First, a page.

The end is just as important as the beginning. Develop a good exit greeting and make a wonderful final – and lasting – impression.

Tactics vs. Culture

I had a conversation with a senior leader not long ago; we were talking about what kind of an organization we wanted to be, what kind of talent we wanted to draw, what we wanted patients to think of us. I mentioned that I’d worked for a hospital with many clearly defined expectations and standards that at first seemed uncomfortable but eventually became habits.

Certain things were so ingrained at that hospital that they became a natural part of me even in other places. For example, if we saw any kind of trash on the floor – paper, wrappers, anything – we were expected to pick it up instead of walk past it and hope that someone from environmental services came around soon. I haven’t worked for them for several years but I still can’t imagine walking past a piece of trash on the floor. I still pick it up when I see it.

The vice president I was speaking to said, “But does that really matter? If it doesn’t impact patient experience, I don’t want to waste any time training staff to do it.”

And that’s when I knew it was going to be an uphill struggle.

When we think of patient experience as a series of tactics designed to raise scores, we’ve not only missed the point, we’ve put the cart in front of the horse. We were trying to shape our organization’s future, define want we want to become. That can’t be expressed merely in a series of things you can measure, it’s more than that.

It starts by having employees take pride in where they work. Part of that means acting like an owner and taking action when you see something wrong, like trash on the floor. It may seem like a small thing but it’s those small things that add up to create your organization’s culture.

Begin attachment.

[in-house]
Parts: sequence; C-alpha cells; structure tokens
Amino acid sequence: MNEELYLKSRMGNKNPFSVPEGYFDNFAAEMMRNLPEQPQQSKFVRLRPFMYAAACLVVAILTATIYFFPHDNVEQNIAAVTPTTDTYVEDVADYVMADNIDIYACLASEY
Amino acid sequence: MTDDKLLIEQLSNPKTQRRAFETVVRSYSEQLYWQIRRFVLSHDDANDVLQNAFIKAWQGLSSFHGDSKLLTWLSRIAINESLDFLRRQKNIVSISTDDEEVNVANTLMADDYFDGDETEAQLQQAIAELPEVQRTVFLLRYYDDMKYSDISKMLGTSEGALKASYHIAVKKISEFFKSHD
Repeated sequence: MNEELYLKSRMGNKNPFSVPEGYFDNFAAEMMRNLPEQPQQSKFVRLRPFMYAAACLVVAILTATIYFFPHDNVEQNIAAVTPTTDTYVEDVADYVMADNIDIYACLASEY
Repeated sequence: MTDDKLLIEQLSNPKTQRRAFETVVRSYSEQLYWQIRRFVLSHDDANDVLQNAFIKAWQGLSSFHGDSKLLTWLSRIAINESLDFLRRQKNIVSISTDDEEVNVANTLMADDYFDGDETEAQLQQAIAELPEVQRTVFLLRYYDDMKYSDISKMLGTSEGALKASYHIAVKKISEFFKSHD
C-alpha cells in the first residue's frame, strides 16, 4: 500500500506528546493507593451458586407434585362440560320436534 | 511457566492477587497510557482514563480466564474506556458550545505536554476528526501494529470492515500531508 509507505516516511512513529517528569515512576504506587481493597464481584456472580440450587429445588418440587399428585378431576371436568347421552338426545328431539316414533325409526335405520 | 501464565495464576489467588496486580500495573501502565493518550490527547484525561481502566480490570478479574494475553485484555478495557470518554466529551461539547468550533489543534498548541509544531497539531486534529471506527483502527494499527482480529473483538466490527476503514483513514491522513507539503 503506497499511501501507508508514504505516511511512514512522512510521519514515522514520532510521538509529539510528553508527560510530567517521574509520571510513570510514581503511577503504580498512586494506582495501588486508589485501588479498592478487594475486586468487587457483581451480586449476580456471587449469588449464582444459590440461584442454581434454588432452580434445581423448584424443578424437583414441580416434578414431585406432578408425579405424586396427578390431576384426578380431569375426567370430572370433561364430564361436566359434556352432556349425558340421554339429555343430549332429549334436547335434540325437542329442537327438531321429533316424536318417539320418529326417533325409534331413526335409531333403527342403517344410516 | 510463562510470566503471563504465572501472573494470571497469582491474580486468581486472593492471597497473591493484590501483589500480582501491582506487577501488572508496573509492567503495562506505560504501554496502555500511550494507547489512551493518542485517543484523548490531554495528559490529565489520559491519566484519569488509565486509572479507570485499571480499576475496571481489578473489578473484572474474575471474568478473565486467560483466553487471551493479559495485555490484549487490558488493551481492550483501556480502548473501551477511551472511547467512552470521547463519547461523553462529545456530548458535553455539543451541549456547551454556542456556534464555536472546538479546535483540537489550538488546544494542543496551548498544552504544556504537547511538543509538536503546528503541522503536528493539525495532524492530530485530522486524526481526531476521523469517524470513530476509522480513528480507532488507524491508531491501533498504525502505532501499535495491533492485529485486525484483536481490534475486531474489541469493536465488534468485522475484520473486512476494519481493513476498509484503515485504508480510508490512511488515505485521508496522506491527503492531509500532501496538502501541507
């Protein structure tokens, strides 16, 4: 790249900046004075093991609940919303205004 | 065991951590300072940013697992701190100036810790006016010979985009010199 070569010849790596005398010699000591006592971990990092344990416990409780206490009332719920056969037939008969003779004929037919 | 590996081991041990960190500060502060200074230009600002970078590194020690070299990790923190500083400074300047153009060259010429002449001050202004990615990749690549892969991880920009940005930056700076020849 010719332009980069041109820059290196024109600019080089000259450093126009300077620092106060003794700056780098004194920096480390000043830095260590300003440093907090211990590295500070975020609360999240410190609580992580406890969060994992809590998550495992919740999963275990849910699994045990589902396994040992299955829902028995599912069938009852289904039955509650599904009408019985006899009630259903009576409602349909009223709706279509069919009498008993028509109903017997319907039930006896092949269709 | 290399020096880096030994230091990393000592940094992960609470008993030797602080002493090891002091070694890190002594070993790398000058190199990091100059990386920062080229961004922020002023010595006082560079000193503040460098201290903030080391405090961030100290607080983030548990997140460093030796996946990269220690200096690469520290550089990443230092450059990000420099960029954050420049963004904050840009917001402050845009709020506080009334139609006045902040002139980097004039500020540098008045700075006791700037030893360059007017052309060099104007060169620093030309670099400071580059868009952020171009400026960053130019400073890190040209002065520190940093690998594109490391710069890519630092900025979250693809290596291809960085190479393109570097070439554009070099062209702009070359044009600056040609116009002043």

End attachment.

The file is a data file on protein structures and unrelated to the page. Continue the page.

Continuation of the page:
When you step outside of your expressed job responsibilities and take action when something is wrong, you’re more engaged, you’re part of something larger than yourself. That’s a big part in creating a positive, patient-centered culture with employees who feel connected to purpose.

The employees still walk past trash on the floor. Patient experience scores haven’t improved. Think there’s a connection?

Manage Up

One of my pet peeves (and it appears I have a lot of them) is being led to an exam room by a receptionist who puts me in exam room 4 saying, “Someone will be with you shortly.”

Someone? Someone who? Who will be with me shortly? I sit and I wait. For someone.

It would be so much nicer if the receptionist said, “Okay you’re going to be right here in exam room 4. Tom will be your medical assistant today and he’ll be in to take care of you in just a few minutes. Tom is great. He’s one of the best we have here and patients love him. You’re in good hands.”

Three great things come from those simple words.

  1. A nervous patient starts to relax. She has heard that this other care provider is good at his job and is good with patients. She feels better already.
  2. Employees actually do a better job after a set of expectations has been set. I step up my game when I know someone has heard that I’m good at my job. If someone says I’m warm and friendly, I am turning up the warm and friendly for sure.
  3. Co-workers get along better when they get into the habit of speaking well of one another. Less gossip and more praise mean higher morale. And by the way, patients pick up on that, too.